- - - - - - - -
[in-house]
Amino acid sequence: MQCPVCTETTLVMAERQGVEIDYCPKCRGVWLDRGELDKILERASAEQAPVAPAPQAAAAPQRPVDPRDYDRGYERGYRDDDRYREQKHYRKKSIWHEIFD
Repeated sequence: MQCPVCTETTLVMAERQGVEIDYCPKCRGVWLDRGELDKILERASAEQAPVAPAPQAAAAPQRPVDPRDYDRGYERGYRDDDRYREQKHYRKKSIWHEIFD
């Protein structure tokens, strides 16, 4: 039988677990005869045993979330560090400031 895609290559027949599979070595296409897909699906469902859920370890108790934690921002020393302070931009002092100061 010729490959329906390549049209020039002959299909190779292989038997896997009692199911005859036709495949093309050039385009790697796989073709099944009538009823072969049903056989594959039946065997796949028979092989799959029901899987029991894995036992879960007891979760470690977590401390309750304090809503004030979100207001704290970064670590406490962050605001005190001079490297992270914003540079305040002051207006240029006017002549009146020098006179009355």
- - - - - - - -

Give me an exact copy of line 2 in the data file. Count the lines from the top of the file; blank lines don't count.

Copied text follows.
Amino acid sequence: MQCPVCTETTLVMAERQGVEIDYCPKCRGVWLDRGELDKILERASAEQAPVAPAPQAAAAPQRPVDPRDYDRGYERGYRDDDRYREQKHYRKKSIWHEIFD